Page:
Coffee Works: As you can probably guess from the name, coffee reigns superior here, and boy do they take it seriously. A changing selection of filter coffees are on offer, with the knowledgeable staff happy to explain the characteristics of each to novices. But that doesn’t mean everything else is just an afterthought – cakes are baked on site and the food is sourced from premium local producers including Neals Yard Dairy and The Little Bread Pedlar.
A Cup Of Chai With Rowena of Crosstown Doughnuts
Rowena from Crosstown Doughnuts made the move from Melbourne to London back in the summer of 2014. She fills us in on how things have changed in the London food scene, what’s going on at Crosstown Doughnuts, and what she misses about home.
How has the food and café scene changed in London since you have been there?
In the short time I’ve been here I’ve seen the demand grow for cafes and restaurants who offer just one product, or a niche one, done exceptionally well. Hoppers and Bao are great examples. I think coffee is no exception, people are willing to strip away most of a drink menu if it leaves a couple of great options to be enjoyed.
Coming from Melbourne, I’ve also seen London follow suit in how seriously Melbournians take their cafes. Brunch has become almost as considered and refined as a great dinner. Not only in the final dish, but the ingredients that go into it and the care taken to the environment it’s enjoyed in. Londoners are more than willing to indulge in food and drink, as long as they know it’s top notch quality.
I read a quote that Crosstown Doughnuts are the “most Instagram friendly snack”. How important do you think Instagram has been in the success of Crosstown?
I have no doubt that Crosstown’s widest-reaching advertiser is Instagram. Given the way people consume information at the moment, you can’t really beat quick, free and visually stimulating content that everyone can engage with instantly. It’s amazing to check geotags and find new posts every day, and read all the wonderful comments about people’s experiences. I think organic marketing will always trump, as it’s honest, peer-to-peer and accessible.
Where does the inspiration for new flavours of doughnuts come from?
Seasonality plays a big role in the development of new flavours. We love to use fresh and real ingredients in all our hand-made compotes, glazes and toppings. We’ve just launched a new kiwi and green apple filled doughnut, topped with mint and white chocolate glaze. It’s ideal for sunny London days! The chai custard doughnut we launched in collaboration with Prana Chai was the perfect warm and spicy doughnut during the winter months. JP and Adam, who founded Crosstown, work with our bakers to make sure we have a great variety of flavours, textures and colours to keep the offering exciting.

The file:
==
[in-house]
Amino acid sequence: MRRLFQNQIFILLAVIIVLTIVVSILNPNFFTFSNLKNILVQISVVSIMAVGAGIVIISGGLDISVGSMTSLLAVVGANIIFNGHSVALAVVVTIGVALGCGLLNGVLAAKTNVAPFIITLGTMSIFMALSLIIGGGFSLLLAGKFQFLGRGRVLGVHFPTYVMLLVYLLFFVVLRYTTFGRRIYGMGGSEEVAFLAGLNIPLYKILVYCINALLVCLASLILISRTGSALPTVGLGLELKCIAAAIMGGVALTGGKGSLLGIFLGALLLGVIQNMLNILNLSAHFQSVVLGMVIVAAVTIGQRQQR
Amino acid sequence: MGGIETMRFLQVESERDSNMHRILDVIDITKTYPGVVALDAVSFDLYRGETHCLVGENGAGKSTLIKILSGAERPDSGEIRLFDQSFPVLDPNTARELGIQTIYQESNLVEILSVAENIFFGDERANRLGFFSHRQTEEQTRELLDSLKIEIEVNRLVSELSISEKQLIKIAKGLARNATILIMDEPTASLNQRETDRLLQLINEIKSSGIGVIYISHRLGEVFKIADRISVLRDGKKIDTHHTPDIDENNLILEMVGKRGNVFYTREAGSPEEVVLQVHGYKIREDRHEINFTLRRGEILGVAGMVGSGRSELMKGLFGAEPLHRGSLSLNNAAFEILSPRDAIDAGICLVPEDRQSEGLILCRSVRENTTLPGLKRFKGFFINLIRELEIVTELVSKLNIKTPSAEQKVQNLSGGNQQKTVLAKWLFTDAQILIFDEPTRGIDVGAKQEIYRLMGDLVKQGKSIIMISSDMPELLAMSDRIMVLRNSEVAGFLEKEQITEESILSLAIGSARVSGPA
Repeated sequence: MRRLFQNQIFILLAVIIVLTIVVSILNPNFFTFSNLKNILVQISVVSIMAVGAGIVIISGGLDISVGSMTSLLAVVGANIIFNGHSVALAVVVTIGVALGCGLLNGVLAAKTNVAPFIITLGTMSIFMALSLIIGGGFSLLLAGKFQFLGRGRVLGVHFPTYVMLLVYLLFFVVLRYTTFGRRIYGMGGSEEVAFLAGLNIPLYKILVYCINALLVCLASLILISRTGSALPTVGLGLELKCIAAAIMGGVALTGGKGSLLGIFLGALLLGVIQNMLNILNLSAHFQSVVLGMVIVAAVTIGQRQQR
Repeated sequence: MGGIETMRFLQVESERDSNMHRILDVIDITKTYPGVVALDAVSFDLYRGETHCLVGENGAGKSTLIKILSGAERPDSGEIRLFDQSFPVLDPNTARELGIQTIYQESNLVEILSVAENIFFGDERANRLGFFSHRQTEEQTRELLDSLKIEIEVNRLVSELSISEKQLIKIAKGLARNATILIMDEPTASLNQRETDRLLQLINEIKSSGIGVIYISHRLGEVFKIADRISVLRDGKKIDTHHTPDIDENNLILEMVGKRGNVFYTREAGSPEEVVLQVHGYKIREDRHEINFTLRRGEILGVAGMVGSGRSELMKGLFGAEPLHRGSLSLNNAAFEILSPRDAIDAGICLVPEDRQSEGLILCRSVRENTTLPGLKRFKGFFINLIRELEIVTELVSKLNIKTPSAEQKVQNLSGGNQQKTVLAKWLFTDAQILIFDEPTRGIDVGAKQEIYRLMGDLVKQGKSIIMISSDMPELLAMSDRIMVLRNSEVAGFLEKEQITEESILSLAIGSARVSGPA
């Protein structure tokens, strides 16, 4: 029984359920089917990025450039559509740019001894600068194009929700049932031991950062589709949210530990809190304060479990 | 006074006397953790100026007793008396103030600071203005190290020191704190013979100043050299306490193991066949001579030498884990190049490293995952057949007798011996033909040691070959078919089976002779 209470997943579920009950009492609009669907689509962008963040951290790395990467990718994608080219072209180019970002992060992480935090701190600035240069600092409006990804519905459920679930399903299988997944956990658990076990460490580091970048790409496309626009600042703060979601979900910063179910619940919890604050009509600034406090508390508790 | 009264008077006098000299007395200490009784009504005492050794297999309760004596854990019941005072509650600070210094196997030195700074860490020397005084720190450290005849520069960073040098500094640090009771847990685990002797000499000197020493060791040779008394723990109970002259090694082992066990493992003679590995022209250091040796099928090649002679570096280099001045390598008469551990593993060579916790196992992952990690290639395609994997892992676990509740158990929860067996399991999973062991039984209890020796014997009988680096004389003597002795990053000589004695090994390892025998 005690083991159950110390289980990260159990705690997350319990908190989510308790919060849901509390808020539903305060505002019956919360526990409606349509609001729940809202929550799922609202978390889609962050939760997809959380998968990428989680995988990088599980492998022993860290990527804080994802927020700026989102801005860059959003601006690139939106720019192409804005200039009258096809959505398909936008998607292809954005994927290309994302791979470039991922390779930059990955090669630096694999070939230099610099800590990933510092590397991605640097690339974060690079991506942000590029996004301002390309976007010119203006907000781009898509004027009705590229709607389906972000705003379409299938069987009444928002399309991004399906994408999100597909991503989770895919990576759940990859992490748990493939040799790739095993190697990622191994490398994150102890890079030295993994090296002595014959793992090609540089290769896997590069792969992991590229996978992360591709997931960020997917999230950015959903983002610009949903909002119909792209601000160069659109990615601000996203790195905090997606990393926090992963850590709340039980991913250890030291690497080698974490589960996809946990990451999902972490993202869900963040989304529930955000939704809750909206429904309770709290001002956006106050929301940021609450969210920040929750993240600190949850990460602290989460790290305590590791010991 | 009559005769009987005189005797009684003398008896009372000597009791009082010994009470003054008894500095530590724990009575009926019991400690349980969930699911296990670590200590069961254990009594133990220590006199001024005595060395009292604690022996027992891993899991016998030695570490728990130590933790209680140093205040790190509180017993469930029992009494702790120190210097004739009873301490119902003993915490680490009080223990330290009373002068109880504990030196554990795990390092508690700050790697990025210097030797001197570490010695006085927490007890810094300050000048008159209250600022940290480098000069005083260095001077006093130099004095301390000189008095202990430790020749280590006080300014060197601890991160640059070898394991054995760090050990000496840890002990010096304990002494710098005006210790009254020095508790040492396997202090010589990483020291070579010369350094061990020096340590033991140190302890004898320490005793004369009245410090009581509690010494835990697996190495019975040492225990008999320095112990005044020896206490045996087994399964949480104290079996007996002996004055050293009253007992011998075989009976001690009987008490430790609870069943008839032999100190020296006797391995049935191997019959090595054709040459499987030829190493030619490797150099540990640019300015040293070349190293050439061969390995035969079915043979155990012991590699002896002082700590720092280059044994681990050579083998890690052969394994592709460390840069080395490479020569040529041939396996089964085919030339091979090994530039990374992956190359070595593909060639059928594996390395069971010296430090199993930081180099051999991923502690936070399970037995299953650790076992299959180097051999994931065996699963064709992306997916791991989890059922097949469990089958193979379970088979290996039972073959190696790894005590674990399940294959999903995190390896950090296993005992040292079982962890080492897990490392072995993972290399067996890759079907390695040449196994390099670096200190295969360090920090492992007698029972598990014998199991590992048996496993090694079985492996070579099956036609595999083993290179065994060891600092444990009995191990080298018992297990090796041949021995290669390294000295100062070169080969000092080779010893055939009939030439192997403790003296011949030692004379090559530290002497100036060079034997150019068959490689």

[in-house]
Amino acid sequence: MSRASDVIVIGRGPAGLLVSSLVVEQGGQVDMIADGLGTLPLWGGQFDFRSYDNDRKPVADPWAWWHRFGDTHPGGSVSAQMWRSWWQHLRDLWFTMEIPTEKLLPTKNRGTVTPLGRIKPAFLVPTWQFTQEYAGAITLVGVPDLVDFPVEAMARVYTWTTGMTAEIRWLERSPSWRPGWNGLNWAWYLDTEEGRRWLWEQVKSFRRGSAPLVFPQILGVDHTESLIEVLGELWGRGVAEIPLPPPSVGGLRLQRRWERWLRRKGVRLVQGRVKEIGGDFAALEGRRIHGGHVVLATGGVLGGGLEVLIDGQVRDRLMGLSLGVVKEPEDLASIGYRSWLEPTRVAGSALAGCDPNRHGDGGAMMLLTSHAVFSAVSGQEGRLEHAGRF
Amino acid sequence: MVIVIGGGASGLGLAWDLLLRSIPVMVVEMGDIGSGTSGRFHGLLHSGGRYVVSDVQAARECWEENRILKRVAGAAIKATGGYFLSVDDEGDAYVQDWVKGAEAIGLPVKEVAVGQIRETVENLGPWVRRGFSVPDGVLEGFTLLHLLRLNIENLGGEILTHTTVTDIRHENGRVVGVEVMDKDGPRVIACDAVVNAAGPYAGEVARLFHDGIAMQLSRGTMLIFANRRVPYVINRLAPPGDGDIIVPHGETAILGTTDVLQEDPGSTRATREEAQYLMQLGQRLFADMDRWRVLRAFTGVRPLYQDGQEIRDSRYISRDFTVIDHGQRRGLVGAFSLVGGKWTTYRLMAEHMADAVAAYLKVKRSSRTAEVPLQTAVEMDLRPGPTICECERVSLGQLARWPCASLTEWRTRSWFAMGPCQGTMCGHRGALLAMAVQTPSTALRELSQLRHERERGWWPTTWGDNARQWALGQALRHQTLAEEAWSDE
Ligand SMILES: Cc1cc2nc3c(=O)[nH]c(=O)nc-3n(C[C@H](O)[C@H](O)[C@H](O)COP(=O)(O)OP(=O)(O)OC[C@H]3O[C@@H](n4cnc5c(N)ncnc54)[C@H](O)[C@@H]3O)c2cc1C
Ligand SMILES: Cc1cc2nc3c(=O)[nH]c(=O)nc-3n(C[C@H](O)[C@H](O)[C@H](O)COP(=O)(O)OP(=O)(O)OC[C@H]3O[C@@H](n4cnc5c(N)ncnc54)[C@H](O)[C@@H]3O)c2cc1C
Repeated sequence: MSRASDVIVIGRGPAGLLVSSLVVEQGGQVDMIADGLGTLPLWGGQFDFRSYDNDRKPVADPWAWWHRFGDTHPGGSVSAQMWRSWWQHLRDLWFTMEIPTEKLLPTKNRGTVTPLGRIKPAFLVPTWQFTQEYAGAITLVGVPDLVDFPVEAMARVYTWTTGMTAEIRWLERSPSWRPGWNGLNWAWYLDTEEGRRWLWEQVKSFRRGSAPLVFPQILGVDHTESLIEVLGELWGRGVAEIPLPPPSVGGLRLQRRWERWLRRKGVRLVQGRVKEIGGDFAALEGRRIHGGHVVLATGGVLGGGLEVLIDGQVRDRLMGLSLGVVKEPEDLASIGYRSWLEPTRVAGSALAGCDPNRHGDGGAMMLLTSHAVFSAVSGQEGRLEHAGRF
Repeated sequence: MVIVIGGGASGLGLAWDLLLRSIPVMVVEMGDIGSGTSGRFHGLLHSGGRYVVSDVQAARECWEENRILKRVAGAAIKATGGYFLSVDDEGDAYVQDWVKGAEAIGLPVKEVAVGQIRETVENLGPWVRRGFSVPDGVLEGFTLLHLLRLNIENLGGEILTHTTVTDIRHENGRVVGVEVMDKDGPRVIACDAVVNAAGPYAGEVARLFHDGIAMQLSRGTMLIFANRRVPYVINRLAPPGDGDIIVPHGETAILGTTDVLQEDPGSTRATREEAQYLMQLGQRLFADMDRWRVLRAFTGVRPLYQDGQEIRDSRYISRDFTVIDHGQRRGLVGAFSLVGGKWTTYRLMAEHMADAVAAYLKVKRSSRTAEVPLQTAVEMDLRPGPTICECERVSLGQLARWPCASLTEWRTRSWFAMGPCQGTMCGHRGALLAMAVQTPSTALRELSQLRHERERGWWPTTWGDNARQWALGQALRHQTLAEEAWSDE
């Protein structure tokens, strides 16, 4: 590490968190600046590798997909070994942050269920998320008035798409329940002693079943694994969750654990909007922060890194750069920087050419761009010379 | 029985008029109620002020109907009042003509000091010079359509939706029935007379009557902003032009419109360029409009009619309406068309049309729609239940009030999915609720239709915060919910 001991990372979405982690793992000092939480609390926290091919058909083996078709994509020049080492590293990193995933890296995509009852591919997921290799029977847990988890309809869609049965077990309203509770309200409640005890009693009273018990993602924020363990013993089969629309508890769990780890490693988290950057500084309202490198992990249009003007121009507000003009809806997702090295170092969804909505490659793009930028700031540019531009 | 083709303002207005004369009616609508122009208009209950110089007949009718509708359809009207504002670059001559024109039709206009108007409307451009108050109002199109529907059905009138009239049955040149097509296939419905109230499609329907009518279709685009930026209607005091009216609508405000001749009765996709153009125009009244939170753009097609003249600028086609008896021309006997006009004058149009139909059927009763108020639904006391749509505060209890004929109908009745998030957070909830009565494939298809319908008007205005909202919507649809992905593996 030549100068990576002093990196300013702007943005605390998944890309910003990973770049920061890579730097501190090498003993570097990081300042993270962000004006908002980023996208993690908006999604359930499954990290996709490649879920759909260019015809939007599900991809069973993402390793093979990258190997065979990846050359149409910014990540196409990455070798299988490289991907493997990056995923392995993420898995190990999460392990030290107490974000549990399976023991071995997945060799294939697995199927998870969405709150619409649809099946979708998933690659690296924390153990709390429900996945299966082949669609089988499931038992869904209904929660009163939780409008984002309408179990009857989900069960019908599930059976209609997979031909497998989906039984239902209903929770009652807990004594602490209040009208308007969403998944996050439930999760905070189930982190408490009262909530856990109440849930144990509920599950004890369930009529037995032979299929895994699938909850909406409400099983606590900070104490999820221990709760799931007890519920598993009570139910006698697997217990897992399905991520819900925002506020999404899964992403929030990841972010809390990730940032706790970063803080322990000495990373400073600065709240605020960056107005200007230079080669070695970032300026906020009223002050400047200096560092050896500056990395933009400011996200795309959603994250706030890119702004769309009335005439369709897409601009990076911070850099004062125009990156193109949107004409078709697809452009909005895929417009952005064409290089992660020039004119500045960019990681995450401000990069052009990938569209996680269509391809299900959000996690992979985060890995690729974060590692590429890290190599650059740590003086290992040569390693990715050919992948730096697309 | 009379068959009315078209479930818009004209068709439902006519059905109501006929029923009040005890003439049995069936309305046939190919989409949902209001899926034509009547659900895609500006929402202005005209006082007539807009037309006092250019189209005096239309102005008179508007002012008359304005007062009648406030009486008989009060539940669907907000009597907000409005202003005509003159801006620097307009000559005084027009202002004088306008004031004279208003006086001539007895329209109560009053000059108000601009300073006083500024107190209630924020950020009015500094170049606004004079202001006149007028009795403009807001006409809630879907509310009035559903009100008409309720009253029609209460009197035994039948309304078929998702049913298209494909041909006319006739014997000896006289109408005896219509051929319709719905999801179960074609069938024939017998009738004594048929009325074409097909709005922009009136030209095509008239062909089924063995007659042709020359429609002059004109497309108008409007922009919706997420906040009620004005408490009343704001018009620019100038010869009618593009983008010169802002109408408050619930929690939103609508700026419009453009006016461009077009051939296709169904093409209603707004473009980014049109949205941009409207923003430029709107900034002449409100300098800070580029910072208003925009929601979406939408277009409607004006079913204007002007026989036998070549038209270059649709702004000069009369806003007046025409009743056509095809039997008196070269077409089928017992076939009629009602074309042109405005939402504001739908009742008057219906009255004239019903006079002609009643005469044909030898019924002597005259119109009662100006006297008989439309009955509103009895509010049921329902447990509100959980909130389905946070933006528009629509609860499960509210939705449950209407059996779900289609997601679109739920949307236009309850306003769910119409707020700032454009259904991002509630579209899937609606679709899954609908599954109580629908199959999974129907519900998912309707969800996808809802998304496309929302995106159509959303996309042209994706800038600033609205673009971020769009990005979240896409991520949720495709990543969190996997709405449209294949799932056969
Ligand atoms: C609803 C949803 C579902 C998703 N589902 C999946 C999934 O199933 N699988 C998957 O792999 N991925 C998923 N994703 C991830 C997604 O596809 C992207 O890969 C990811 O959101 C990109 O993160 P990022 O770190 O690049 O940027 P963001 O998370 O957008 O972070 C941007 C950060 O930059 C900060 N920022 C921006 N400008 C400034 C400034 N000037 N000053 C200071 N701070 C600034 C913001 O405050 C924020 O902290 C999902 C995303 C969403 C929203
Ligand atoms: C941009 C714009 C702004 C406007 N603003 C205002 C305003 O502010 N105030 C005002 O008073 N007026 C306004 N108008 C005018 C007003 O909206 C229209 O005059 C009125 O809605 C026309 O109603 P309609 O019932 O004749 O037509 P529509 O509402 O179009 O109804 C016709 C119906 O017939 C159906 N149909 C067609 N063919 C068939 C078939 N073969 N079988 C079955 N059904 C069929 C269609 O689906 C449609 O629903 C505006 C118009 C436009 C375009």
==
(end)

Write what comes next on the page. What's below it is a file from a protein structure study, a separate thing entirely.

What is something you miss about Australia?
I didn’t realise how much growing up by the sea had resonated with me. I always lived within a mile of a beach and it wasn’t until I moved away that I appreciated it.
What is next for Crosstown? Are there any future collaborations in the works?
We’re really focussing on the retail stores at the moment. We’ve opened two stores in the last six months and hopefully have two more on the way. It’s awesome to see the business grow from a single stall on Leather Lane market to lots of buzzy outlets all over town.
There are a few more collaborations in the pipeline - the latest is a great Cold Brew Martini doughnut with our pals from Sandows. It’s boozy, caffeinated and in doughnut form, you can’t really ask for more.
Prana Chai Sticky Toffee Pudding
This typically English dessert gets a Prana Chai makeover by Matty B, adding some spice to a delicious classic.
150 gm pitted and chopped dates
2 tsp Prana Chai
180 gm softened butter
130 gm soft light brown sugar
2 whole eggs
1 tsp vanilla extract
2 tbsp golden syrup
2 tsp bicarbonate of soda
200 gm plain flour
100 gm soft dark sugar
150 gm double cream
- Grease and line your tin and preheat the oven to 180 degrees.
- Brew the Prana Chai with 220 ml of boiling water and leave to one side. After 5 minutes, pour the strained chai over the dates.
- Pop 80 gm of the butter in a bowl with the light brown sugar and beat until light and fluffy before adding the eggs in one at a time, beating after each addition until well combined.
- At this point, add in the bicarbonate of soda to the Prana Chai and dates and leave to one side whilst it foams up slightly.
- Add the flour to the pudding mix and fold it gently until combined and you see no streaks of flour in the mix. Add in the dates with the water and gently fold again until combined and the dates are well distributed.
- Pour the pudding mix into the prepared tin and level it out. Pop in the oven and bake for 35 – 40 minutes until the top of the cake has darkened and an inserted skewer comes out nice and clean.
- Whilst the pudding bakes, prepare your toffee sauce by adding the remaining 100 gm butter, dark brown sugar and double cream in a pan and place on a medium heat on your hob. Stir constantly until everything has melted together, the sugar dissolves and the sauce has darkened and gone lovely and smooth.
- Remove the cake from the oven and leave to cool slightly for just a few minutes before removing from the tin. Slice into portions and pour over the toffee sauce to serve.
Meet The Team - Michelle Miggiano
Get to know the lovely people we have bringing nothing but the good stuff to you.
This month we introduce you to Michelle, our friendly UK Account Manager who braves the London weather to bring Prana Chai to the land of Shakespeare and the Royal Family.
We first met Michelle when she was serving up Prana Chai at the café she owned with her husband in St Kilda.
She made the move to London, but we caught up with her at the London Coffee Festival last year and the rest is history! Now she is working to move the Brits away from builder’s tea to delicious Prana Chai.
Share our story with your chai loving friends.